Daniel Dumrauf was a director with Medix Staffing Solutions Inc., a Chicago-based staffing agency. Dumrauf, who worked at Medix’s Scottsdale, AZ, office, had an employment agreement containing a noncompete clause that restricted him from any affiliation “with the ownership, management, operation or control” of any business in competition with Medix either directly or indirectly.

The noncompete clause had an 18-month lifespan and covered a 50-mile radius.

On Aug. 10, 2017, he resigned from his position with Medix and informed the company he would be taking a position with ProLink, a direct competitor of Medix. In his resignation correspondence, Dumrauf noted that 90% of his activity with ProLink would be done in Ohio and Kentucky.

Continue reading

Skylar Dimick was injured when he fell into a septic tank on the property owned by the defendant Scott Hopkinson. Dimick and his wife filed a negligence lawsuit against Hopkinson and his businesses, family trust and his wife, Chris Hopkinson.

In addition to the negligence count, the Dimick lawsuit also sought punitive damages for the defendants’ alleged willful and wanton misconduct.

The district court in this case granted summary judgment to all of the defendants concluding that: (1) Hopkinson and his businesses were protected by a valid release of liability that was signed by Dimick; (2) Hopkinson committed no willful and wanton act; (3) Chris Hopkinson (Scott’s wife) was neither a proximate cause of Dimick’s injuries nor was she engaged in a joint venture with Scott; and (4) the family trust of the Hopkinson did not exist.

Continue reading

Plaintiff Mary Carmichael was injured in a car accident while she was riding in a six-passenger van owned and operated by Professional Transportation Inc. (PTI). The vehicle was being driven by Dwayne Bell. The van was used to shuttle Union Pacific employees between job sites.

Carmichael sued PTI, Dwayne Bell and others, but eventually dismissed PTI because evidence indicated that Bell’s sole negligence was the cause of her injury.

Bell had minimum liability insurance coverage required by the Illinois Vehicle Code of just $20,000 per person, $40,000 per occurrence.

Continue reading

Jonathan Cunningham, a foreman for Troy Construction, was operating a pickup truck on his way to a job site. He drove through a red light and into an intersection at 36 mph striking the pickup truck driven by Jose Lara Sanchez. The crash caused Sanchez’s truck to strike a light pole, ejecting him from his vehicle.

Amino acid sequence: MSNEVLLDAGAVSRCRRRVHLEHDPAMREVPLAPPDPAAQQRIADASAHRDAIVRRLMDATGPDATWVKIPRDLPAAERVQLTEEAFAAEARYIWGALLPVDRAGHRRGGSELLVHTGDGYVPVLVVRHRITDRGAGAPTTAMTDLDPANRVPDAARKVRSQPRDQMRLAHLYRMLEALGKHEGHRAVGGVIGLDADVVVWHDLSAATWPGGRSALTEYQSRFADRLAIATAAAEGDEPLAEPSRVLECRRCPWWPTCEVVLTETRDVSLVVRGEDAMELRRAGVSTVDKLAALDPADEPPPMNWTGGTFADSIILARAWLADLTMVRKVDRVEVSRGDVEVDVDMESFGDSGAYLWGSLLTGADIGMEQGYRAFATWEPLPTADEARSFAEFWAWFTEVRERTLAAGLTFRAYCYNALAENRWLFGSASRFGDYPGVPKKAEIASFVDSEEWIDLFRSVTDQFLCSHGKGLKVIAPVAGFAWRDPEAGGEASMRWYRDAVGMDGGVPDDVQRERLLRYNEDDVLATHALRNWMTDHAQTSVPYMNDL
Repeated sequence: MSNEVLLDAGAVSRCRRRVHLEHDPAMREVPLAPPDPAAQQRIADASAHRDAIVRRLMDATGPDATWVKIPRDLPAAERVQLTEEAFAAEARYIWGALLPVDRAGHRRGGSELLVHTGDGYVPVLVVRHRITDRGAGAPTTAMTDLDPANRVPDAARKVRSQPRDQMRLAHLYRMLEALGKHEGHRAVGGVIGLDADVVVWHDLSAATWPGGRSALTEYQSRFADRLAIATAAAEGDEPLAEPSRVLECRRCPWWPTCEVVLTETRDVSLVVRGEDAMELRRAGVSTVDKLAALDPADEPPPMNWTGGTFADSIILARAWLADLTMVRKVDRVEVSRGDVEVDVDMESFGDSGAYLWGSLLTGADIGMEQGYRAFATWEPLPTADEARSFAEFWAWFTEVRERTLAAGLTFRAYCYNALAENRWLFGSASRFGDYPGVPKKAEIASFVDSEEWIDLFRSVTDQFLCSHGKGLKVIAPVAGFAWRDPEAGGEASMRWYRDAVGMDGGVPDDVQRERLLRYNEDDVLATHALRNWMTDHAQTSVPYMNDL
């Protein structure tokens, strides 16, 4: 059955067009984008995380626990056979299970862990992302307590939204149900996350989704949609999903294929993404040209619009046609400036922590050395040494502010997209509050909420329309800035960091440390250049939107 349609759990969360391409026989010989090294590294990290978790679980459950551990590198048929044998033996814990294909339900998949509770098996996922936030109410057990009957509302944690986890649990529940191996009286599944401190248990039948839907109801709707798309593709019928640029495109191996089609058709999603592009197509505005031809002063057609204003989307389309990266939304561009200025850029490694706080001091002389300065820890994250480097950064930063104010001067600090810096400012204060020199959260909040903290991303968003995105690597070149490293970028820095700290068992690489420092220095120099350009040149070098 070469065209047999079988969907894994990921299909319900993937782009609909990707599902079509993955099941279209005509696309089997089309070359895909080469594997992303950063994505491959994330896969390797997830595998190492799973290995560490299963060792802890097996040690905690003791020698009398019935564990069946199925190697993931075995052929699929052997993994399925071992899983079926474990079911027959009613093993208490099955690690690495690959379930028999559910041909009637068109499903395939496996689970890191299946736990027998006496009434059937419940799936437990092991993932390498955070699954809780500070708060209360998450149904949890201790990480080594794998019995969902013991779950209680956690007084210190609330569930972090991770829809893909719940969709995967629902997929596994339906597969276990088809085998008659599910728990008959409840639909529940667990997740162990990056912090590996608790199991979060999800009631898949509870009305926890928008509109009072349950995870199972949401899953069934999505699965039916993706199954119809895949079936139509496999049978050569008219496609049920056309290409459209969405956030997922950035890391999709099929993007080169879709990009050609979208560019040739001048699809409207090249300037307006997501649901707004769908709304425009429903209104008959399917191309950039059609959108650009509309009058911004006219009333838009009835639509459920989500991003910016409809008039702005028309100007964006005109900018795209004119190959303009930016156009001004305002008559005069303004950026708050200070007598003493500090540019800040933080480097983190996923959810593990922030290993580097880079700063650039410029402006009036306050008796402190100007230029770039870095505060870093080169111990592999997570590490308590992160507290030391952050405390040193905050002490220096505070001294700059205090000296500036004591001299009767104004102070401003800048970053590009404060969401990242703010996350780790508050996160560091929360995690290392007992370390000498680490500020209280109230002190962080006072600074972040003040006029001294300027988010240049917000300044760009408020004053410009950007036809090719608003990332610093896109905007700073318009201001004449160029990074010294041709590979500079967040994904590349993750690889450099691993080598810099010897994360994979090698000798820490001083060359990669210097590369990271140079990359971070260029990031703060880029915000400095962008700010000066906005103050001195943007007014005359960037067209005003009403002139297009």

As a result, in addition to fractures, Sanchez suffered a subarachnoid hemorrhage that necessitated an emergency craniotomy. Sanchez also required an endovascular repair of a traumatic transection of his descending thoracic aorta.

After a three-week hospitalization, he was transferred to a skilled nursing facility for five months of aggressive rehabilitation. As a painter, Sanchez was unable to return to his job at which he earned approximately $28,000 per year. His medical expenses totaled $1.3 million.

Continue reading

Aundre Hobbs, 15, was a passenger in a car driven by his friend, another teenager, Armon Jones.  Armon reportedly turned left at a green left-turn signal and crashed into a car driven by James Gorham.

Aundre suffered a traumatic brain injury that required several life-saving surgeries. Aundre is now 17 years old.  He has lost the ability to speak, swallow, or chew solid foods and has severely diminished mobility, requiring a wheelchair and a walker. Aundre’s medical expenses were more than $1.46 million.

Aundre’s parents, on his behalf, sued James Gorham claiming that he chose not to heed a red light at the intersection and was responsible for the crash. The lawsuit also maintained that Gorham was driving 50 mph through the intersection, 10 mph over the speed limit, according to black-box evidence obtained from his vehicle.

Continue reading